Re: [carfree_cities] Do public schools cause sprawl ??
> Even if the parents prefer to live in town, moving to the=v= There are good and bad schools in both cities and suburbs.
> suburbs becomes the economic and practical way to get their
> children into a better school.
I can see how it may seem more "economic and practical" to find
a hyped-as-better school in the 'burbs than in a more expensive
part of the city, but is this perception or reality? The car-
sprawl suburban lifestyle often has higher out-of-pocket costs
in the long term, and of course the hidden and subsidized costs
are always higher.
=v= I haven't seen any evidence showing that suburban schools
provide a consistently better education than urban schools, and
my own experience suggests otherwise. I *have* seen evidence
that living in the suburbs is more dangerous for children than
living in the cities, primarily because of cars, which puts
the lie to the other prevailing perception about moving to the
'burbs for the sake of the children.
> Any real estate agent will tell the importance of school=v= Hmm, and yet urban demand and property values are generally
> district in determining real estate demand and values.
> So here's the very un-PC question:=v= Ugh. Since "peecee" is a chimeric appeal to a form of
_ad_hominem_ argument, it really adds nothing to discourse.
It's an appeal to ignore actual considerations by making an
association with chimeric elements. Introducing the term
into discourse tends to dumb it down, and it's been proven
by top scientists that doing so lowers your IQ by one point.
(You may have points to spare, but a mind is a terrible thing
to ... you know.)
> Does the current public school system create sprawl?=v= For the most part, you've the cart is ahead of the horse
here. There is problem with states and localities establishing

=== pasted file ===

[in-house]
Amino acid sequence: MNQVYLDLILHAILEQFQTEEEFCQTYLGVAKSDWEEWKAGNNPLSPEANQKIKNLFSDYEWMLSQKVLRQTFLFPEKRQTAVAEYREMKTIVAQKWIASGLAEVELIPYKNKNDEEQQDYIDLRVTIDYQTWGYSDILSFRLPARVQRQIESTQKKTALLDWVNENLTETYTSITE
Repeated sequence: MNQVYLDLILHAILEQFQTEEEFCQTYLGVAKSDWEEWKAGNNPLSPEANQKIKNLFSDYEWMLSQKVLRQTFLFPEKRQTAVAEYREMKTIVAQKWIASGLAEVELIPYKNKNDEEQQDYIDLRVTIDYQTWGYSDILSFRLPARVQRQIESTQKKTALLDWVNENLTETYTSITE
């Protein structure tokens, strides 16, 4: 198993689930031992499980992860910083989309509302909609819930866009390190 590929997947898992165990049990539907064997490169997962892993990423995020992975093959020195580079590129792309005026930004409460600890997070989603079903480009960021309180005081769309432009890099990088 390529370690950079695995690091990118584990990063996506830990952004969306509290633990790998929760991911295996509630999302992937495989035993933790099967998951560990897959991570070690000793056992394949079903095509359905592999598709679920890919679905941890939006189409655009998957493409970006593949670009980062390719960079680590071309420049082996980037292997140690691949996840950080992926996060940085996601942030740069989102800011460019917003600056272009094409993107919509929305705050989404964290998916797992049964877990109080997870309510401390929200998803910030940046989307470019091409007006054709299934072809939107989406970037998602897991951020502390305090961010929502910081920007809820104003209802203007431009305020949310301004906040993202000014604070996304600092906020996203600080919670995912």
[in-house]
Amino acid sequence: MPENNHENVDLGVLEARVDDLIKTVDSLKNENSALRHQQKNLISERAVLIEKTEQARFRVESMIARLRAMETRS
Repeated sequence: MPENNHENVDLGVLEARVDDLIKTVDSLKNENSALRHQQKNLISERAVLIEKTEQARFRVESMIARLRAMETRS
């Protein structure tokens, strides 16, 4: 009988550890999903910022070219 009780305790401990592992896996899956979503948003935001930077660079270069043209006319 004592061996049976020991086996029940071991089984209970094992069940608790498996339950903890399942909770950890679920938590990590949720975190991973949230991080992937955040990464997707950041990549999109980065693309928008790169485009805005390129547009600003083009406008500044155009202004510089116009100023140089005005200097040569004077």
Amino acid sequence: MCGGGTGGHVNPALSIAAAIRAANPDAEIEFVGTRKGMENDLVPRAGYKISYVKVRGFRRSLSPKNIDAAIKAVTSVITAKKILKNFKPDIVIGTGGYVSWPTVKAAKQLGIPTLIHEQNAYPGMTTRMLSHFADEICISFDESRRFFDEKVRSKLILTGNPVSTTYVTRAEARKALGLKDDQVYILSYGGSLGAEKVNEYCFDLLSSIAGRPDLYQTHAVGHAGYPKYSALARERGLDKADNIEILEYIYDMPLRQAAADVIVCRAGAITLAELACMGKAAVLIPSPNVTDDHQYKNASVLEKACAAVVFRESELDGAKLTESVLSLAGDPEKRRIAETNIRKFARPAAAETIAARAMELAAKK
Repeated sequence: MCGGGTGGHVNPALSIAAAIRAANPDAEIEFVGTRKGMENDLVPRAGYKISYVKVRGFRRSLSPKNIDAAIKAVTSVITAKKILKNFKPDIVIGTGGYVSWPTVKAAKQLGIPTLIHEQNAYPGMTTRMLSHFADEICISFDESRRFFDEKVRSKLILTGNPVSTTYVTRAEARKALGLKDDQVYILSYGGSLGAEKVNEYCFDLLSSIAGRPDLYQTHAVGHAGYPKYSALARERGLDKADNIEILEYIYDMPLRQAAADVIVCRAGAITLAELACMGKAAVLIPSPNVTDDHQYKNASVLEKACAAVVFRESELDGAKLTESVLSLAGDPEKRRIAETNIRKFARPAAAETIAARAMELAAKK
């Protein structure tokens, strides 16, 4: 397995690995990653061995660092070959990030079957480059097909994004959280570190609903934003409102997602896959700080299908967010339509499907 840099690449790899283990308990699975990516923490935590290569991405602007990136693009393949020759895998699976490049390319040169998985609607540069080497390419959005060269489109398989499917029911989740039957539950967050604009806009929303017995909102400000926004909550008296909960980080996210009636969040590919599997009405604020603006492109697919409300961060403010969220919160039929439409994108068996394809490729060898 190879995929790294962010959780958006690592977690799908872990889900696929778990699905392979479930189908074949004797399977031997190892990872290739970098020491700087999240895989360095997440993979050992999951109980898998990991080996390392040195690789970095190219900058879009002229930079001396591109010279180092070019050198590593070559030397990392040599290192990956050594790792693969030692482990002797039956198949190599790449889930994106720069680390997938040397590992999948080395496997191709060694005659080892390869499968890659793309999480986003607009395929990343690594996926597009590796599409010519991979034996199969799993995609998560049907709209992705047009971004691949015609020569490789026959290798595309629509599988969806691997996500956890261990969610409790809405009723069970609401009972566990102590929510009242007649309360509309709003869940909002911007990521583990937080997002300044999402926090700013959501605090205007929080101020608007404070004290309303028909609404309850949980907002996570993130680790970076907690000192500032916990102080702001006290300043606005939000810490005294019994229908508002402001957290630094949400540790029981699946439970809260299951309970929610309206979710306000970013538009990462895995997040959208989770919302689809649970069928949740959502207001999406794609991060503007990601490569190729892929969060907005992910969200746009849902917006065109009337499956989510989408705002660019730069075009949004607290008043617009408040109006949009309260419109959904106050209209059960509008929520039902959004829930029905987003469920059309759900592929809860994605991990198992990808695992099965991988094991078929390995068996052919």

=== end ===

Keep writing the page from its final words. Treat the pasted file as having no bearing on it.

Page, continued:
zoning laws that force schools to use a lot of land, which leads
to having them sited further away, and *that* creates sprawl,
but that's a separate problem.
> And conversely, will true school choice help the cities, and=v= "True school choice" is conservative/propertarian code for
> create more compact urban geographies?
applying the so-called free market to yet another venture where
it's never really worked. Conservatives and propertarians might
better expend their energies on the fact that sprawl was created
with massive public sector subsidy and requires much more of
same to prop it up. Get ahold of _The_Elephant_in_the_Bedroom_,
by Stanley Hart _et_al_.
- --- In carfree_cities@y..., Jym Dyer <jym@e...> wrote:
> I haven't seen any evidence showing that suburban schoolsYeah, but the parents aren't moving to arbitrary suburbs.
> provide a consistently better education than urban schools,
> and my own experience suggests otherwise. ..
If it's easier to move to a good school district in the
suburbs than one in town, this would encourage sprawl.
This might be the case because the presence of good
schools drives even higher the already expensive real
estate in town. The point is that coupling school
selection to where one lives interferes with factors
that otherwise drive this choice. I don't think the
migration of new parents out of the city is just my
imagination, nor that school district plays a role in
Without this artificial coupling, cities would be
attractive to parents of school-age children precisely
*because* they naturally offer a wide choice of schools
in a compact area. Even without knowing the needs of
their children in advance, parents in a city would
be confident of a good school nearby. If parents had
such choice, that might actually drive some parents
from the suburbs into cities. Suzy could attend the
High School for Performing Arts, while Jimmy attends
a middle school for academically advanced students,
and both are less than two miles distant, so both can
walk to school. But parents DON'T have this kind of
choice. When they're locked into one middle school and
one high school, parents do what they can to find a
district that offers a lot all around, or that offers
what they think their kids will need.
> Since "peecee" is a chimeric appeal to a form ofHmmm.
> _ad_hominem_ argument, it really adds nothing to
> discourse. It's an appeal to ignore actual
> considerations by making an association with
> chimeric elements. ..
> "True school choice" is conservative/propertarianDouble hmmm.
> code ..